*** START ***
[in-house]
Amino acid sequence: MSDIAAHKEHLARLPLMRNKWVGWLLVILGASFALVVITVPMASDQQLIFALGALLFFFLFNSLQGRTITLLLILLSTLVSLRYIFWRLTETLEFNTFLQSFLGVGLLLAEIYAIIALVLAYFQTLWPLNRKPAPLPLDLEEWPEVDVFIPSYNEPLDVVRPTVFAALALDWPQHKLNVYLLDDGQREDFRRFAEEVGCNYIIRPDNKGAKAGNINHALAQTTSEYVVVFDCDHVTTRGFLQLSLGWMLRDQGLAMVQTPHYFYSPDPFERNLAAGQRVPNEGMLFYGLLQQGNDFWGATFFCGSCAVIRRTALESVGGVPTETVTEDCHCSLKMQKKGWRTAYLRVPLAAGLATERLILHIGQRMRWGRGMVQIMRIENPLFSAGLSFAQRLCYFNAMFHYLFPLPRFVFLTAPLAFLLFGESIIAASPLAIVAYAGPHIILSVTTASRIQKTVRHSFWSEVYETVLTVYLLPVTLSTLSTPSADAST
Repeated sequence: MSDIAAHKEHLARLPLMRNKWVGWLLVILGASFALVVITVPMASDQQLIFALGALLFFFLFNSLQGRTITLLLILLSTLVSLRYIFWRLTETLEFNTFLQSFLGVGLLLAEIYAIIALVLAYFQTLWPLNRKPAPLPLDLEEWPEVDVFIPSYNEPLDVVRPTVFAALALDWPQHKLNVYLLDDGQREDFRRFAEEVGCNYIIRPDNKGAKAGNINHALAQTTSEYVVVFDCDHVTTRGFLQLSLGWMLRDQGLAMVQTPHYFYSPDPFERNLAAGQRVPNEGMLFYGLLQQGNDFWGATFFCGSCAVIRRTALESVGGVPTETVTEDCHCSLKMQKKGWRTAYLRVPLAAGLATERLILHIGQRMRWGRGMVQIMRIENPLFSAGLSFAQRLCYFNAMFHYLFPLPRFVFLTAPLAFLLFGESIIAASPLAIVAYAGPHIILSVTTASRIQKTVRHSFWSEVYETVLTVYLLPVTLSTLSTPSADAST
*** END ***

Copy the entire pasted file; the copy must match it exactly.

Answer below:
[in-house]
Amino acid sequence: MSDIAAHKEHLARLPLMRNKWVGWLLVILGASFALVVITVPMASDQQLIFALGALLFFFLFNSLQGRTITLLLILLSTLVSLRYIFWRLTETLEFNTFLQSFLGVGLLLAEIYAIIALVLAYFQTLWPLNRKPAPLPLDLEEWPEVDVFIPSYNEPLDVVRPTVFAALALDWPQHKLNVYLLDDGQREDFRRFAEEVGCNYIIRPDNKGAKAGNINHALAQTTSEYVVVFDCDHVTTRGFLQLSLGWMLRDQGLAMVQTPHYFYSPDPFERNLAAGQRVPNEGMLFYGLLQQGNDFWGATFFCGSCAVIRRTALESVGGVPTETVTEDCHCSLKMQKKGWRTAYLRVPLAAGLATERLILHIGQRMRWGRGMVQIMRIENPLFSAGLSFAQRLCYFNAMFHYLFPLPRFVFLTAPLAFLLFGESIIAASPLAIVAYAGPHIILSVTTASRIQKTVRHSFWSEVYETVLTVYLLPVTLSTLSTPSADAST
Repeated sequence: MSDIAAHKEHLARLPLMRNKWVGWLLVILGASFALVVITVPMASDQQLIFALGALLFFFLFNSLQGRTITLLLILLSTLVSLRYIFWRLTETLEFNTFLQSFLGVGLLLAEIYAIIALVLAYFQTLWPLNRKPAPLPLDLEEWPEVDVFIPSYNEPLDVVRPTVFAALALDWPQHKLNVYLLDDGQREDFRRFAEEVGCNYIIRPDNKGAKAGNINHALAQTTSEYVVVFDCDHVTTRGFLQLSLGWMLRDQGLAMVQTPHYFYSPDPFERNLAAGQRVPNEGMLFYGLLQQGNDFWGATFFCGSCAVIRRTALESVGGVPTETVTEDCHCSLKMQKKGWRTAYLRVPLAAGLATERLILHIGQRMRWGRGMVQIMRIENPLFSAGLSFAQRLCYFNAMFHYLFPLPRFVFLTAPLAFLLFGESIIAASPLAIVAYAGPHIILSVTTASRIQKTVRHSFWSEVYETVLTVYLLPVTLSTLSTPSADAST